Eco-efficiency and sustainable development are the key environmental topics and goals for today's society that we should strive for in all activities, including contaminated soil management (CSM). However, particularly at the regional level, CSM is studied to a lesser extent from this perspective and practical means to monitor and assess sustainability or eco-efficiency are not widely available. This study aims to fill this gap by developing indicators to measure and monitor the development of regional eco-efficiency of CSM. The indicators can be used to support decision-making at the regional level since many CSM decisions, such as prioritisation of sites and the number of soil treatment and storing facilities, are made regionally. To start with, we surveyed the methods available for determining eco-efficiency and suitable indicators to monitor and measure the development of CSM regionally. We used life cycle analysis (LCA) and material flow analysis (MFA) to identify factors that the environmental indicators should cover, and also involved economic indicators. We ended up with a selection of 28 indicators, which can be classed into three different categories: background indicators, environmental indicators and economic indicators. We further demonstrated the use of the indicators by applying data from three different regions in Finland, and evaluated their suitability. On the basis of the results we recommended 15 indicators for continuous follow-up and decision-making purposes. Even though these indicators are suitable for monitoring and measuring the eco-efficiency of CSM at the regional level, unfortunately we found several data gaps related to the actual remediation projects which impede their use in practice. The data collection practices therefore need to be regionally developed. © 2011 Elsevier Ltd.


PubMed | The City of Helsinki
Type: | Journal: Journal of environmental management | Year: 2012

Eco-efficiency and sustainable development are the key environmental topics and goals for todays society that we should strive for in all activities, including contaminated soil management (CSM). However, particularly at the regional level, CSM is studied to a lesser extent from this perspective and practical means to monitor and assess sustainability or eco-efficiency are not widely available. This study aims to fill this gap by developing indicators to measure and monitor the development of regional eco-efficiency of CSM. The indicators can be used to support decision-making at the regional level since many CSM decisions, such as prioritisation of sites and the number of soil treatment and storing facilities, are made regionally. To start with, we surveyed the methods available for determining eco-efficiency and suitable indicators to monitor and measure the development of CSM regionally. We used life cycle analysis (LCA) and material flow analysis (MFA) to identify factors that the environmental indicators should cover, and also involved economic indicators. We ended up with a selection of 28 indicators, which can be classed into three different categories: background indicators, environmental indicators and economic indicators. We further demonstrated the use of the indicators by applying data from three different regions in Finland, and evaluated their suitability. On the basis of the results we recommended 15 indicators for continuous follow-up and decision-making purposes. Even though these indicators are suitable for monitoring and measuring the eco-efficiency of CSM at the regional level, unfortunately we found several data gaps related to the actual remediation projects which impede their use in practice. The data collection practices therefore need to be regionally developed.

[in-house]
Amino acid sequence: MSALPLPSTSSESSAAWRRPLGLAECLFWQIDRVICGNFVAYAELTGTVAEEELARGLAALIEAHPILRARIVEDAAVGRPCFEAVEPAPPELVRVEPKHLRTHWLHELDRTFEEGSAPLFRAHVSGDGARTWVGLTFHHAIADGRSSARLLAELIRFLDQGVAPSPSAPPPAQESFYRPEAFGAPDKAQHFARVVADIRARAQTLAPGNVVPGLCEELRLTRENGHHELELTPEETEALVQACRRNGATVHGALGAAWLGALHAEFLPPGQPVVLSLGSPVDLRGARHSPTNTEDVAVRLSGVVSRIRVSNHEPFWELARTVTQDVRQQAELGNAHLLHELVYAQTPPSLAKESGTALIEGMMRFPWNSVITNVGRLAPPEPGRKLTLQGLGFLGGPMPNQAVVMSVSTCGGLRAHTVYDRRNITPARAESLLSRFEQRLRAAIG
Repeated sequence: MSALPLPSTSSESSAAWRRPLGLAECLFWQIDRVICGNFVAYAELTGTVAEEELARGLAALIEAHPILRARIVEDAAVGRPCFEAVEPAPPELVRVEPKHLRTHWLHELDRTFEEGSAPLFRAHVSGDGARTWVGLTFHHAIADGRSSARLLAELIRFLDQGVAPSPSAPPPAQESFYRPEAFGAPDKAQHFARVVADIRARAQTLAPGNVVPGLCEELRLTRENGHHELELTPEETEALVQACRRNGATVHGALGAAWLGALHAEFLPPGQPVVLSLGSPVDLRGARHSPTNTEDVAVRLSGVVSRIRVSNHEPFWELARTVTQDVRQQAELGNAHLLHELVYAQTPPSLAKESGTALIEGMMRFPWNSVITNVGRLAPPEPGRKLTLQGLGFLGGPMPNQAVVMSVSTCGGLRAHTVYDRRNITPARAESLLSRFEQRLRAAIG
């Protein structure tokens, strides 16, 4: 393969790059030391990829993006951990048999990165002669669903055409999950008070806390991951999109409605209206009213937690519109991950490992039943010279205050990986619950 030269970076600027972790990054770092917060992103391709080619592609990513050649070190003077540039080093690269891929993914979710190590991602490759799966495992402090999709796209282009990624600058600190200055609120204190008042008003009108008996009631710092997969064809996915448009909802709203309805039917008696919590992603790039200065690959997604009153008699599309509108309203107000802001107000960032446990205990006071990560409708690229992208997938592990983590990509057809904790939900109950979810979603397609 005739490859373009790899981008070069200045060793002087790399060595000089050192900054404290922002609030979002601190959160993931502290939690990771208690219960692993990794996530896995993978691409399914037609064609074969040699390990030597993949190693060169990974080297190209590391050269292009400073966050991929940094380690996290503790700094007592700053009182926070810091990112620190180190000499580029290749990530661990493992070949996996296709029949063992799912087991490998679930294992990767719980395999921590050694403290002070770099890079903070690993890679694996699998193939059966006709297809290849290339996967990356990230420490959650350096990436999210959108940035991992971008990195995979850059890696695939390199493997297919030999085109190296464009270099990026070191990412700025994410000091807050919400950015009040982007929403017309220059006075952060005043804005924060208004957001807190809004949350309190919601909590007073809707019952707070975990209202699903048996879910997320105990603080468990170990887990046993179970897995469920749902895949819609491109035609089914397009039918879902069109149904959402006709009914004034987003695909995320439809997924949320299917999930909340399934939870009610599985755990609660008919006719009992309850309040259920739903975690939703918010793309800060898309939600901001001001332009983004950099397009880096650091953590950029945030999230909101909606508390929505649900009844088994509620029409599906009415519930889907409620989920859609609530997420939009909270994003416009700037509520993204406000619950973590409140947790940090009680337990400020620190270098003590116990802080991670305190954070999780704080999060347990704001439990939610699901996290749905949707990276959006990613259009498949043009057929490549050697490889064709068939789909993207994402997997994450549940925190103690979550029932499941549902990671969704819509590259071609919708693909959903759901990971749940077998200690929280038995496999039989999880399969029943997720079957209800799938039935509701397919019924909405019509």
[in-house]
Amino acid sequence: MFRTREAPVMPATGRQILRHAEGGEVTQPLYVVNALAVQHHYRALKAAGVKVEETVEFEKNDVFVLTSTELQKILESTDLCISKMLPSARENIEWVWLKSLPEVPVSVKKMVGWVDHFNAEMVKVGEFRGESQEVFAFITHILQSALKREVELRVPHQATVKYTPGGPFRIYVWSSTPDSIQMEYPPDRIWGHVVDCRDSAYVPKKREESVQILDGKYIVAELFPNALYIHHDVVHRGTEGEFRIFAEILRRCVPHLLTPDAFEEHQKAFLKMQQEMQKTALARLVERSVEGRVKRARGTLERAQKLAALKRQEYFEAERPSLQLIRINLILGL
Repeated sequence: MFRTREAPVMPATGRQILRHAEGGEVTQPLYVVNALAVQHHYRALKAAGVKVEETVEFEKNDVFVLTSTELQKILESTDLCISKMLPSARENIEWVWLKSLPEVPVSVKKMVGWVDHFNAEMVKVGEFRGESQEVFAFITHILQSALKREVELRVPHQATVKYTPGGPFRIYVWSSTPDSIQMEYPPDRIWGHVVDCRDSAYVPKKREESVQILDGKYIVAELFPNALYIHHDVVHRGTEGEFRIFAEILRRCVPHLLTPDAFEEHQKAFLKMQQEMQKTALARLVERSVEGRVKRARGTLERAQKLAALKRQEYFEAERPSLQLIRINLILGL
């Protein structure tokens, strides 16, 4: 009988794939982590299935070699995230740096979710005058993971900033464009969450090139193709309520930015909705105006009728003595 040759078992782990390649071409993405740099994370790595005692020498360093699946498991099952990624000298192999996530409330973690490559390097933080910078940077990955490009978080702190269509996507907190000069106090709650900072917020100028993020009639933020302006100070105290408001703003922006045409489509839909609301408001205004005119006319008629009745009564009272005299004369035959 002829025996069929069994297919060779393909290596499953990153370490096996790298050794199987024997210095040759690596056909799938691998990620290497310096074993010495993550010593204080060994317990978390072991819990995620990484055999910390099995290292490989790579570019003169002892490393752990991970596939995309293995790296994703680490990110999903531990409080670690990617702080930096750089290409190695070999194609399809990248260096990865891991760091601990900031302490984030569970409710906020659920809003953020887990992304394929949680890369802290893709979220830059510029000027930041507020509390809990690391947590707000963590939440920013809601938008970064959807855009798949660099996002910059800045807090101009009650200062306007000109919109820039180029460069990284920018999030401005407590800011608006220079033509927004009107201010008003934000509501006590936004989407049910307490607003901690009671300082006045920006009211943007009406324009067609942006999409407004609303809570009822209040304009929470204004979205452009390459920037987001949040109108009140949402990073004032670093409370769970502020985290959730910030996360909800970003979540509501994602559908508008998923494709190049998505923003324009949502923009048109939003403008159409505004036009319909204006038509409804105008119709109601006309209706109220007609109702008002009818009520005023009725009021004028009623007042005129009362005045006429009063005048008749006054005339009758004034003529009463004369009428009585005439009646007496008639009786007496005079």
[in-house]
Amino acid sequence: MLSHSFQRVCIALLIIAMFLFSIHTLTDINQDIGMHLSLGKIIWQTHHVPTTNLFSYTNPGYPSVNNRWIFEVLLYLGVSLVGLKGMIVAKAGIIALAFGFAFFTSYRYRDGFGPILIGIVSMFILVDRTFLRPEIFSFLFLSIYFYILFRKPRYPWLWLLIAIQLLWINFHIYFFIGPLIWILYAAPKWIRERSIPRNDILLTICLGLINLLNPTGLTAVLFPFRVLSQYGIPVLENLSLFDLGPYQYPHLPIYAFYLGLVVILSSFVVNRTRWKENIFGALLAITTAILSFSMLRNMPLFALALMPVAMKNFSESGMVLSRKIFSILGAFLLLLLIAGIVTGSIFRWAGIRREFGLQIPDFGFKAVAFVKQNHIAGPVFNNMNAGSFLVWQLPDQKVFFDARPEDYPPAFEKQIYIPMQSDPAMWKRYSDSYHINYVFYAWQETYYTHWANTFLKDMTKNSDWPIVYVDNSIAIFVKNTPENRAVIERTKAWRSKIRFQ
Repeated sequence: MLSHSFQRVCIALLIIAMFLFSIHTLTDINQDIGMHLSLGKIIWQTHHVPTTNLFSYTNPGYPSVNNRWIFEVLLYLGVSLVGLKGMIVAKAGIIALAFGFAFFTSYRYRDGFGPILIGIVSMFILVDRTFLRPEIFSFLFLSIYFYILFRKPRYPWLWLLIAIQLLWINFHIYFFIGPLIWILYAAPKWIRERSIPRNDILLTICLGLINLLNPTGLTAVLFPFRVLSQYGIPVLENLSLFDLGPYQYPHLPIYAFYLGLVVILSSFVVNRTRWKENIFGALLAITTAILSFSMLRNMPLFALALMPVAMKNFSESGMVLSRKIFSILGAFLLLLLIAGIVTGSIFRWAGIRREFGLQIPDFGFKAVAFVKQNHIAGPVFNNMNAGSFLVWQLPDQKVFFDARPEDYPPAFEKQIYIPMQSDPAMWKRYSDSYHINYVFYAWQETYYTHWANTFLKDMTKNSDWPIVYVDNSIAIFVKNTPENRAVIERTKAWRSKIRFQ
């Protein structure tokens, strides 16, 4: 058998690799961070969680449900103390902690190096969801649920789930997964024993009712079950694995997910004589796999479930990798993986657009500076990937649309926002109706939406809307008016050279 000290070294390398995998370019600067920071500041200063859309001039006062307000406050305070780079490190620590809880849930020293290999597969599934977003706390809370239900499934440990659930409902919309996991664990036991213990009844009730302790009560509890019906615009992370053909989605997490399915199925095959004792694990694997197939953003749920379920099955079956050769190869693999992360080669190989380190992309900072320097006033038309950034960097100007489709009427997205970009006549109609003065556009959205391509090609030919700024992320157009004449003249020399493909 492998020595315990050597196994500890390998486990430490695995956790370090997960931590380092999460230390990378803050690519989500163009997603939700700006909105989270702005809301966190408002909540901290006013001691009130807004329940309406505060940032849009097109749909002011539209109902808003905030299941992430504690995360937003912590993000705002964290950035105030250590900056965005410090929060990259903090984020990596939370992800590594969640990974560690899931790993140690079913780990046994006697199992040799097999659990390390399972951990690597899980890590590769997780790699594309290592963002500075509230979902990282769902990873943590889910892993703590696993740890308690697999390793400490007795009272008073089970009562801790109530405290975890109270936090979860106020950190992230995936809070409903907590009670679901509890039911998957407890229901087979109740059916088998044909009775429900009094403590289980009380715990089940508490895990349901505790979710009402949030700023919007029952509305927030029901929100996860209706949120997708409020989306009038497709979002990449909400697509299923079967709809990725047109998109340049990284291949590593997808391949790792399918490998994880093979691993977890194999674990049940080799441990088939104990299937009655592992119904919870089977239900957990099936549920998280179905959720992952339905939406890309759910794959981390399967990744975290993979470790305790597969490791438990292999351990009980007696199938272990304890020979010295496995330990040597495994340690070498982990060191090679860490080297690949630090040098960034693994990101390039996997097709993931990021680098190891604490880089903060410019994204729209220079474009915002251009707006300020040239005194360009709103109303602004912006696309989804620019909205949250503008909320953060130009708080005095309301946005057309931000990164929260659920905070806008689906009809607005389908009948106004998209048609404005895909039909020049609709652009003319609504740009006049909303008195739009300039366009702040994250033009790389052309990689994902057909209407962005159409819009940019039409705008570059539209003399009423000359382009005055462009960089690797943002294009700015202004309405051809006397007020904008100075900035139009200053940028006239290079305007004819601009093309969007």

HELSINKI--(BUSINESS WIRE)--The City of Helsinki ha elaborado dos modelos municipales en 3D de próxima generación: un modelo de información municipal semántico e inteligente y otro modelo de malla de alta calidad visual. Estos modelos se basan en los métodos de medición, diseño y modelado de información municipal más recientes desarrollados en los últimos diez años. Helsinki es la primera ciudad del mundo que utilizará simultáneamente ambos modelos municipales en 3D. Están disponibles de forma l


News Article | December 14, 2016
Site: www.businesswire.com

HELSINKI--(BUSINESS WIRE)--The City of Helsinki has commissioned two next-generation 3D city models: a smart, semantic city information model and a visually high-quality reality mesh model. These models are based on the most recent measurement, modelling and city information model methods developed over the past ten years. Helsinki is the first city in the world to simultaneously utilise both 3D city models. They are available as open data. “The city information model is based on the open, global CityGML standard, and many open source code applications have been applied in the model work. This will bring benefits to tax-paying city inhabitants,” project manager, Mr Jarmo Suomisto from City of Helsinki emphasises. The versatile models enable the calculation and visualisation of city analyses, for example on the possibilities of alternative energy sources, greenhouse gas emissions and the environmental impact of traffic. The models can also be applied to the needs of businesses, tourism, navigation, rescue authorities, telecommunication network construction, building management and regional planning. The database-based smart city information model is suitable for advanced city analyses, and the data content in the model can be enriched without limit. Helsinki is the first Nordic city that has created a semantic CityCML 3D model of its entire area. The 3D reality mesh model has been produced from aerial photographs using computerised calculations. The model's advantage is its realistic nature. The reality mesh model is useful in online services. Helsinki is the first city in the world that makes the reality mesh model available for free use as open data. Helsinki has twelve pilot projects where city information models are being utilized: